by U.S. Dept. of Health, Education, and Welfare, Public Health Service in Washington .
Written in English
|Series||Public Health Service publication -- no. 1760|
|Contributions||American Committee on Arthropod-borne Viruses|
|LC Classifications||QR360 T39|
|The Physical Object|
|Number of Pages||898|
This first published edition of the Catalogue provides concise and standardized information on viruses provisionally classified as arboviruses. The published version is a facsimile of the February version of the current working catalogue, which is constantly up-dated but has a limited distribution. Viruses eligible for registration in the catalogue are vertebrate viruses, published and Cited by: 5. INTRODUCTION. Arthropod-borne encephalitis viruses represent a significant public health problem throughout most of the world. These viruses, which belong to the families Flaviviridae, Togaviridae, Bunyaviridae, and Reoviridae, are usually highly adapted to particular reservoir hosts and are spread from animal to animal via the bite of an infected arthropod, usually a specific mosquito or tick. Responsibility edited by N. Karabatsos. Edition 3rd ed. Imprint San Antonio, Tex.: Published for the subcommittee on Information Exchange of the American Committee on Arthropod-borne Viruses by the American Society of Tropical Medicine and Hygiene, Arthropod-Borne Viruses. Arthopod-borne viruses (Arboviruses) are viruses which could be transmitted to man via an insect (arthropod) vector. In most instances, the virus is maintained in nature between the vector and an animal host. Man gets infected incidentally but is a dead end of infection.
Arbovirus is an informal name used to refer to any viruses that are transmitted by arthropod word arbovirus is an acronym (arthropod-borne virus). The word tibovirus (tick-borne virus) is sometimes used to more specifically describe viruses transmitted by ticks, a superorder within the arthropods. Arboviruses can affect both animals (including humans) and lty: Infectious disease. Arboviruses and rodent-borne viruses are classified among the Arenaviridae, Bunyaviridae, Flaviviridae, Reoviridae, and Togaviridae families. The African hemorrhagic fever viruses are classified in the Filoviridae family (Table , Figure ).A number of the diseases described here are considered emerging infectious diseases (see Chapter 29). Catalogue of arthropod-borne and selected vertebrate viruses of the world. arthropod-borne viruses. Show more. Add to search Create new search Clear all. Other sources of full text: Search for this title in CCC RightFind. Look up via Google Scholar. Edit annotation. Language: English LCCN: MeSH: Arbovirus Infections*; Arboviruses* Publication Type(s): Catalogs Notes: Sponsored by the National Institute of Allergy and Infectious Diseases and the Center for Disease Control, Atlanta. Earlier ed. has title: Catalogue of arthropod-borne viruses of the world NLM ID: [Book].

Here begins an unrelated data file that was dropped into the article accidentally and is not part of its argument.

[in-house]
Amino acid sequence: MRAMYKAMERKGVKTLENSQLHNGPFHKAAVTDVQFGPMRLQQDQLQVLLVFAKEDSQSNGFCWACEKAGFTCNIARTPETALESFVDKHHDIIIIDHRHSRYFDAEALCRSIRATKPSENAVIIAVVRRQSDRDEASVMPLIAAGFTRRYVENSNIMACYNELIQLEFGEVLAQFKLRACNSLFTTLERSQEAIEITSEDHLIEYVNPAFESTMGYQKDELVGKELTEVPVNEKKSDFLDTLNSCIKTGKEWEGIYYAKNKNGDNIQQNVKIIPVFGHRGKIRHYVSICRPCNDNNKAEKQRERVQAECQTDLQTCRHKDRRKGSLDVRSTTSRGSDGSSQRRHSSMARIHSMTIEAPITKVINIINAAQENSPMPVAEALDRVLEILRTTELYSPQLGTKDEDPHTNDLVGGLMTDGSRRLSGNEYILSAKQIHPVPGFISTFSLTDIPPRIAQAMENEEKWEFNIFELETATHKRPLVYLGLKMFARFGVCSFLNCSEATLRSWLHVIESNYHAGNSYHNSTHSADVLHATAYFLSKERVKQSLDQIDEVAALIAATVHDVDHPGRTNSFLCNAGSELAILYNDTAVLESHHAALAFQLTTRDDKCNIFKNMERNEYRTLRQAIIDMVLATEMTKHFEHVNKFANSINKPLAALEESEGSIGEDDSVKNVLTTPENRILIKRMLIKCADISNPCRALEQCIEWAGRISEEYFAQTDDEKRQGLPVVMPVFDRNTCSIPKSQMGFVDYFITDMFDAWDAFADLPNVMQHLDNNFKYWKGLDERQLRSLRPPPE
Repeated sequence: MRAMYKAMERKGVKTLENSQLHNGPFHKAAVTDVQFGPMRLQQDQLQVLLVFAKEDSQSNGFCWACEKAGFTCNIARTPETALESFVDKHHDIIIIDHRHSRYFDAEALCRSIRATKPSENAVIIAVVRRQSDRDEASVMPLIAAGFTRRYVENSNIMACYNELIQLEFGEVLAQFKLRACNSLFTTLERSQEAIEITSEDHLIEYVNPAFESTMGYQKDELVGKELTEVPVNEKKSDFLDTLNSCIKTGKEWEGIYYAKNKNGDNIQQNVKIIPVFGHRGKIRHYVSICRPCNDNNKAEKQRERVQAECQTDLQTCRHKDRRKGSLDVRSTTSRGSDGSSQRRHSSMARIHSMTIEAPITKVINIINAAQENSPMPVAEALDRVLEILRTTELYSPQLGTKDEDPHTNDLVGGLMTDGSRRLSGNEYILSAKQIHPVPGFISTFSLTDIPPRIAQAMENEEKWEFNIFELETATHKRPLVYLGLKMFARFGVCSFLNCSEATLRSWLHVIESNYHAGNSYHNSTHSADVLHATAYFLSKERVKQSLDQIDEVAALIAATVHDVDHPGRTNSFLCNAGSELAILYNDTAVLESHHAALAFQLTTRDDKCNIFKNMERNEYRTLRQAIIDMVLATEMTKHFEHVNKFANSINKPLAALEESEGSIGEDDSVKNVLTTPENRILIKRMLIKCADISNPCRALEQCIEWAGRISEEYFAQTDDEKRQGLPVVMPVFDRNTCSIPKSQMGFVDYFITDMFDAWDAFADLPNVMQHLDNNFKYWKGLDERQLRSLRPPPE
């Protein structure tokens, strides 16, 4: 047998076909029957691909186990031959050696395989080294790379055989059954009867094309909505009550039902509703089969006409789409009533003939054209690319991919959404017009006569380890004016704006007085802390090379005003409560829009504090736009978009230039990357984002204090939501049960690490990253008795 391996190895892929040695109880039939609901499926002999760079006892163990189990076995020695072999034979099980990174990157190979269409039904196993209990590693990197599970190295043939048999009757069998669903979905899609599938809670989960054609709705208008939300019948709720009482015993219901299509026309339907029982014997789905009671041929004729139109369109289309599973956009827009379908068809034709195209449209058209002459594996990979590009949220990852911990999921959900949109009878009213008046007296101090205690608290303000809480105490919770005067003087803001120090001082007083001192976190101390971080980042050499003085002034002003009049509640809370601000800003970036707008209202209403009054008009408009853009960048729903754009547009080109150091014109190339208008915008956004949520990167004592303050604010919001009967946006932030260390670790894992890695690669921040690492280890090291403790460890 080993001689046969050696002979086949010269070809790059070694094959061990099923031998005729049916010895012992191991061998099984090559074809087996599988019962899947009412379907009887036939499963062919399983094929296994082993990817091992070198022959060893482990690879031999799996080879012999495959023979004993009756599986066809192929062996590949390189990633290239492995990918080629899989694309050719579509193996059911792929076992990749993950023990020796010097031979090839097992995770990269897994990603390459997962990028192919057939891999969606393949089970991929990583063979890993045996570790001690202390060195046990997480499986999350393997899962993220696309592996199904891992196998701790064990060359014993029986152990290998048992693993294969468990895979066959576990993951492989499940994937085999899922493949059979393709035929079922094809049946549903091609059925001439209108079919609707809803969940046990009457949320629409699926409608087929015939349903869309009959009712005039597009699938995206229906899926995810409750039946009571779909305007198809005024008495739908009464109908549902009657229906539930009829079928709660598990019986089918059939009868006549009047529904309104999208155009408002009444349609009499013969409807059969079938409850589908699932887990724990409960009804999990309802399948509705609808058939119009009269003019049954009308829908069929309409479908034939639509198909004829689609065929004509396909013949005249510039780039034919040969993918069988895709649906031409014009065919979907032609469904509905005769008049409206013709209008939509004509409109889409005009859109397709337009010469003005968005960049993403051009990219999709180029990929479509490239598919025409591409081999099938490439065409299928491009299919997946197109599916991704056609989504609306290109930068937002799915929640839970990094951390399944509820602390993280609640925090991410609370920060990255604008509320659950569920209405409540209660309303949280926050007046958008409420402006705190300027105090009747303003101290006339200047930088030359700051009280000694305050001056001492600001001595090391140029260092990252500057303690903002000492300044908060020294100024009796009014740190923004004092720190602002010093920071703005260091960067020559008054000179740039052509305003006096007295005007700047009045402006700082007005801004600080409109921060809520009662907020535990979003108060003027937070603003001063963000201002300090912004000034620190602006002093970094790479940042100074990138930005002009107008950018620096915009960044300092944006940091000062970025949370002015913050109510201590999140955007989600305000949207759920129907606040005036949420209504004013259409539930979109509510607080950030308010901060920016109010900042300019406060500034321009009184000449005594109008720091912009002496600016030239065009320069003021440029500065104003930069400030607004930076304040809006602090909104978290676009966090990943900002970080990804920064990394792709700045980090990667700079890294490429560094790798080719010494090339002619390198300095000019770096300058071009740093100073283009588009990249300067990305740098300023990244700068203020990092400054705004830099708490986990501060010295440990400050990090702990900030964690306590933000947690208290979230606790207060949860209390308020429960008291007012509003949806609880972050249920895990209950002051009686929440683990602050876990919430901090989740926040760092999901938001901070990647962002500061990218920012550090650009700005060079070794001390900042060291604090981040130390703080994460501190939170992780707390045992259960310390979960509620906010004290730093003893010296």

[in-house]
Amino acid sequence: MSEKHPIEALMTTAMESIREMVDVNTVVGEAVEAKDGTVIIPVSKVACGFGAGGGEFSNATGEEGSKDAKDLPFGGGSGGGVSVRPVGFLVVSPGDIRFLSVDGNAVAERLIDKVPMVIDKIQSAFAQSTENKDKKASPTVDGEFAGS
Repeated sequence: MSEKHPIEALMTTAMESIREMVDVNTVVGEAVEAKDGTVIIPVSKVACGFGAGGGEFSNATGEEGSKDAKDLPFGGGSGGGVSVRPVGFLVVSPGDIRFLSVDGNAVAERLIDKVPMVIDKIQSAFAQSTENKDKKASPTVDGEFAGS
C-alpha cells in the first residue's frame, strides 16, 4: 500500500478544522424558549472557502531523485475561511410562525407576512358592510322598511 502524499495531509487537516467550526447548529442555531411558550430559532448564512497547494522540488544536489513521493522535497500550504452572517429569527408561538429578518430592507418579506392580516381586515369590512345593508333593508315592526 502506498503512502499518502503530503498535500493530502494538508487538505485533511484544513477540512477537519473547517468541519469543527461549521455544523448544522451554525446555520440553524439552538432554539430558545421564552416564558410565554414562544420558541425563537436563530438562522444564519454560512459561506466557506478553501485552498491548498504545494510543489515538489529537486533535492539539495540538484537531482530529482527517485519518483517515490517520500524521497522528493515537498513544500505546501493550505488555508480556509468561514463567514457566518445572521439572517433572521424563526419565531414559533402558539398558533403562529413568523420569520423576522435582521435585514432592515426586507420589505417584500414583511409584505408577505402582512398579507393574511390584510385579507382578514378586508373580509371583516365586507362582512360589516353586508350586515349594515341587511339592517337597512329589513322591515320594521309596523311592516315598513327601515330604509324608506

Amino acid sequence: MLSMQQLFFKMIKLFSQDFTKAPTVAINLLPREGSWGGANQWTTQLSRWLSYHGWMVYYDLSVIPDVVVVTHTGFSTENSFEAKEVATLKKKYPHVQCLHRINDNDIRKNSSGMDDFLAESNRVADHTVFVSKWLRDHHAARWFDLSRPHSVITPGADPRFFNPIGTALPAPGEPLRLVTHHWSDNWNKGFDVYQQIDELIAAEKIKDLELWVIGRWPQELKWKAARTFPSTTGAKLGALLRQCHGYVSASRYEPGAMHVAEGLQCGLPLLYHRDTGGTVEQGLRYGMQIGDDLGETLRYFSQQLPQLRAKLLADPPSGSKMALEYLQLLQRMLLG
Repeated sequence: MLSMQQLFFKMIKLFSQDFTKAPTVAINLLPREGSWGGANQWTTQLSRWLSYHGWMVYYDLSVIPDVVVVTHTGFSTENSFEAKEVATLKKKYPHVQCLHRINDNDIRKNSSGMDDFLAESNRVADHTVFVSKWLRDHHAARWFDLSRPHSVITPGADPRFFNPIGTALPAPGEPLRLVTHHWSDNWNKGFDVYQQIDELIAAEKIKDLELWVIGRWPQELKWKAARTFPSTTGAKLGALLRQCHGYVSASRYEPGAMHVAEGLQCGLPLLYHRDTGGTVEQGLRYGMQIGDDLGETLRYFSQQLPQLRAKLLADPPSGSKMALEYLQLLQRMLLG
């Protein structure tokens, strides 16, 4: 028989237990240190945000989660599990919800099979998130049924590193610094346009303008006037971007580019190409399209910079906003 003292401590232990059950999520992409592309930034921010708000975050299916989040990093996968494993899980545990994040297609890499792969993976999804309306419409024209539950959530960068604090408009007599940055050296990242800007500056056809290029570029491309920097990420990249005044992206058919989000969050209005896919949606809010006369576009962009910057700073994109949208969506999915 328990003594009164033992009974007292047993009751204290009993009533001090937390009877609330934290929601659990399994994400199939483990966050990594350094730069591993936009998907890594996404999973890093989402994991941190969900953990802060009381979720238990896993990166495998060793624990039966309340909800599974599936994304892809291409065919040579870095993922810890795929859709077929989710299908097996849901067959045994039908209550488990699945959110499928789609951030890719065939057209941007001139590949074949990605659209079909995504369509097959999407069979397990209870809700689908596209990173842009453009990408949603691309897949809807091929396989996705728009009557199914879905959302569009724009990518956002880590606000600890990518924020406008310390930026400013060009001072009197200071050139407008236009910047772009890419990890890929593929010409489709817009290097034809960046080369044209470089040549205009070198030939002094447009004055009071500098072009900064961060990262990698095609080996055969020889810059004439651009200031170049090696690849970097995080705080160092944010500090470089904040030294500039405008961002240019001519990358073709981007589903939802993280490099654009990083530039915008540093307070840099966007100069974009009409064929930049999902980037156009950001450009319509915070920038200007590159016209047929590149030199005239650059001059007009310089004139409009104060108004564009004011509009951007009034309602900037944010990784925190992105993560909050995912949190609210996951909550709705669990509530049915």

arbovirus [ahr´bo-vi″rus] a term used by epidemiologists to refer to any of numerous viruses that replicate in blood-feeding arthropods such as mosquitoes and ticks and are transmitted to humans by biting. adj., adj arbovi´ral. arbovirus (ar'bō-vī'rŭs), A name for a large, heterogeneous group of RNA viruses. There are more than species. Some arthropod-borne diseases are endemic to a particular country or locality, while others, such as malaria, are widely spread throughout the world. Arthropod-borne diseases can be dispersed when infected individuals travel from a locality where they contracted the disease to an area where the disease is absent or less common. 1. Am J Trop Med Hyg. Nov;20(6):Suppl Catalogue of arthropod-borne and selected vertebrate viruses of the world. The Subcommittee on Information Exchange of The American Committee on Arthropod-Borne Viruses. Many other zoonotic viruses are transmitted to humans by hematophagous insects (mosquitoes, sandflies, biting midges and ticks) and are designated arthropod-borne viruses (arboviruses) (Higgs and Beaty, ). In recent years, the prevalence of vector-borne diseases has expanded considerably, due to intensification of human travel and Cited by: